The Greatest Drafted Lakers Of All-Time
Historically, the Los Angeles Lakers have had a tradition of taking top draft picks and molding them into some of the brightest stars the league has ever seen. With the 2019 NBA Draft quickly approaching, headliners of the draft include RJ Barrett, Ja Morant, and of course the most advertised amateur athlete since LeBron James, Zion Williamson. Even with the Lakers odds of landing one of these stars being slim, I wanted to reminisce on the most historic franchise in the league, the Los Angeles Lakers, and look back at the organization’s history of top picks that turned into some of the most dazzling stars the game has ever seen.
Baylor, Worthy, West, And Johnson Round Out Greatest Drafted Lakers
4. Elgin Baylor
The number 1 draft pick in the 1958 class, signing for a whopping $20,000 a year (equivalent to over $155,000,000 today), Baylor was a career 27, 12, and 4 guy, who has a filled resume that includes the 1958 Rookie of the Year for averaging 24.9 ppg, a 10-time All-NBA player, and an 11-time All-Star.
A natural scorer, Baylor has recorded 71 points in a game, holds the NBA Finals single-game scoring record with 64 points, and averaged an incredible 38.3 ppg for the ’61-’62 season. Because Baylor couldn’t secure a championship banner for the Lakers, mainly because of the brilliance of Bill Russel, we find him at fourth on this list.
3. “Big Game James” Worthy
If anyone in sports has a reputation that lives up to his nickname, it’s James Worthy. Countless times through the mid-1980s, Worthy had monstrous games in a highly competitive western conference, and even more significantly, in the finals. Often against Larry Bird’s Boston Celtics.
Being one of the most athletic players of his time, Worthy helped introduce the “ShowTime” offense by his high flying/vicious dunking, ability to finish with either hand and finesse finger roll finishes. While he was best known for his ability to get ahead of the defense and finish with the best of them, Worthy was also tremendously gifted as a shooter.
He had a deadly turnaround jumper, typically embarrassing slower defenders with his footwork. In his career, Worthy averaged 21, 5, and 3. However, as a 3-time NBA champion, with a finals MVP, Big Game James finds himself on this list at number 3 all time.
2. “The Logo” Jerry West
The image of Jerry West driving towards the basket with his left hand has, and will continue to be, the image that symbolizes the NBA. While Jerry West is the only logo in the history of the league, he also has an achievement no one else has either, winning the Finals MVP after losing the series.
West averaged 37.9, 4.7, and 7.4 in a fiercely competitive seven-game series with the Boston Celtics. Though on the losing end, West convinced voters with his once in a lifetime performance that he was the most valuable and dominant player on either side. More recent finals award voters may not have given him the award. After all, we are in an era where Andre Iguodala was awarded the 2015 Finals MVP for his defense, after the guy he was guarding averaged 35, 13, and 8, and was the most dominant player in the series by a wide margin.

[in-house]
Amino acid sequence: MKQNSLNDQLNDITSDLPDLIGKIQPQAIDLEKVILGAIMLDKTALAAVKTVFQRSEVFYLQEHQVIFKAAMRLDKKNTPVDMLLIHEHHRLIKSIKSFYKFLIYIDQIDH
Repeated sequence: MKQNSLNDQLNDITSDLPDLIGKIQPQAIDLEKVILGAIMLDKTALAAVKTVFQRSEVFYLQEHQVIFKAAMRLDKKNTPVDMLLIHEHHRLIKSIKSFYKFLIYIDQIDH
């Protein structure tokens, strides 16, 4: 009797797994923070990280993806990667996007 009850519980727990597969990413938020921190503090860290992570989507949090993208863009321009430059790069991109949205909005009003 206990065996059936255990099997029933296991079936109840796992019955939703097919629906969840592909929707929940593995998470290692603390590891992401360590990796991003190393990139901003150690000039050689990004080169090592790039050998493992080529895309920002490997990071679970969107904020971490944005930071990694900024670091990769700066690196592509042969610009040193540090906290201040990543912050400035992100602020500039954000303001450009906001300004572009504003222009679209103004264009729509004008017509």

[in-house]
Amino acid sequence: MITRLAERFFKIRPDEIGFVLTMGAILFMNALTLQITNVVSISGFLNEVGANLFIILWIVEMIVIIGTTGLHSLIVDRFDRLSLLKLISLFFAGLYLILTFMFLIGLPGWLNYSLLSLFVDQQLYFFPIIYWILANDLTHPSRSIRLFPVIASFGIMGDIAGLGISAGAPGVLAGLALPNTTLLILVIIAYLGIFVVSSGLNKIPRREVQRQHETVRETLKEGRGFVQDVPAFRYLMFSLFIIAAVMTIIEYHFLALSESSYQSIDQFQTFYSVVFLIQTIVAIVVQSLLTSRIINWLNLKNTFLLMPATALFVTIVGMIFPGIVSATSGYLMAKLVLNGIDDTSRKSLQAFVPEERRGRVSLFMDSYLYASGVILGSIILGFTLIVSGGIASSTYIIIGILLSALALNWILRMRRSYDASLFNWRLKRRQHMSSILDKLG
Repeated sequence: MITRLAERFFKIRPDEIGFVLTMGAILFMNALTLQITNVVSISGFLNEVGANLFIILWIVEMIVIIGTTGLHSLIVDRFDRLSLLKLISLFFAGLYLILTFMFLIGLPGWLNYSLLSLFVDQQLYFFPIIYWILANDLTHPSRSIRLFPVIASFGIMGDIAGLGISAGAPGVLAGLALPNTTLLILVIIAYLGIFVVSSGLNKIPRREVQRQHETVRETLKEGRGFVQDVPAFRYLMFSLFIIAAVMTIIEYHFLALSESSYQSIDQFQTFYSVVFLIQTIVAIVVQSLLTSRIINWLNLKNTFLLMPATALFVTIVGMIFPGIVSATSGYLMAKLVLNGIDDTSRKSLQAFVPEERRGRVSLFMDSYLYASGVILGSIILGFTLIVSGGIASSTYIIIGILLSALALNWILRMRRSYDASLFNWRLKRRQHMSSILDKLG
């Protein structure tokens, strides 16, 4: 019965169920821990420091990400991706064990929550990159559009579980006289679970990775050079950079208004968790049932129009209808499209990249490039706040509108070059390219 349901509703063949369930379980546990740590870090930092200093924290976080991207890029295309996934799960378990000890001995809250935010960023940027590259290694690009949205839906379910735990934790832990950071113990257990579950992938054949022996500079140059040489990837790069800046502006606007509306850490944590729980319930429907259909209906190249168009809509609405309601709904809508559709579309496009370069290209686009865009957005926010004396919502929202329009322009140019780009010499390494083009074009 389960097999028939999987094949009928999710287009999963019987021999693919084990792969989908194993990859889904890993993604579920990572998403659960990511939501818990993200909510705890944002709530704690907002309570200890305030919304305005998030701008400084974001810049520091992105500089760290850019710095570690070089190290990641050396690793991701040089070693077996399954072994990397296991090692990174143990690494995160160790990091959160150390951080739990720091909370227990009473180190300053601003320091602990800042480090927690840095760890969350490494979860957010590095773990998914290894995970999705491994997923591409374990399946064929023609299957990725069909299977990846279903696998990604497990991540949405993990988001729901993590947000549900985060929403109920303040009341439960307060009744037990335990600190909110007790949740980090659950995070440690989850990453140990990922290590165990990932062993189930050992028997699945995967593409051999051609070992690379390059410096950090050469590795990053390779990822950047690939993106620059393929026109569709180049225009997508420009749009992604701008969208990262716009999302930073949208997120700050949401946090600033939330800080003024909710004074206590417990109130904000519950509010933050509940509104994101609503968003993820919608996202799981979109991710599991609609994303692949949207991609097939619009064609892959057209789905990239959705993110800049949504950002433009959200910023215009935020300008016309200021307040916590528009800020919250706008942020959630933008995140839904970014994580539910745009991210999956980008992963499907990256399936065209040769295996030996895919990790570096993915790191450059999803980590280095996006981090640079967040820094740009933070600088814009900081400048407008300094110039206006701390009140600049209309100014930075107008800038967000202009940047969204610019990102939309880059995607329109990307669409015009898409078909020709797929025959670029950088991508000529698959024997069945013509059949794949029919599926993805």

West was an extraordinarily unique player for his era, and it translated to being one of the most dominant players the NBA has ever seen, averaging 27 points per game for his career. Not only is West one of the Lakers best players ever but is often considered a top 10 player in all of NBA history.
1. Ervin “Magic” Johnson
His name says it all. The skills Ervin Johnson displayed with a basketball, whether it be his dribbling ability, no look passes, or unprecedented finishing ability, were in fact, as his name suggests, Magic. Listed at 6’9, Magic had the body of a power forward, with the skill set of a guard, ultimately making him the best point guard to ever play.
While I could talk endlessly about his passing ability, how he conducted an offense like no one else did or has his will to win, or clutch performance after clutch performance, I’ll just say this, Magic Johnson won championships. In his 13-year career with the Los Angeles Lakers, Magic was able to bring the Larry O’ Brien trophy home an almost unrivaled five times.
Recognized as the league’s best player for much of his career, Magic had a career average of 19.5 ppg, 7.2 rpg, and 11.2 apg. In the era of the Larry Bird-led Celtics, Magic was willing to do whatever it took to win, including playing center when Hall of Famer and partner in crime Kareem Abdul Jabbar was out with an injury.
Magic has cemented himself as the best point guard to ever do it, unquestionably a winner, and a guy who bleeds purple and gold, ultimately making it an easy decision having him top the list as the Greatest Drafted Laker.
*Because Kobe Bryant was originally drafted by the Hornets, and then traded to the Lakers on draft night, he is disqualified from this list.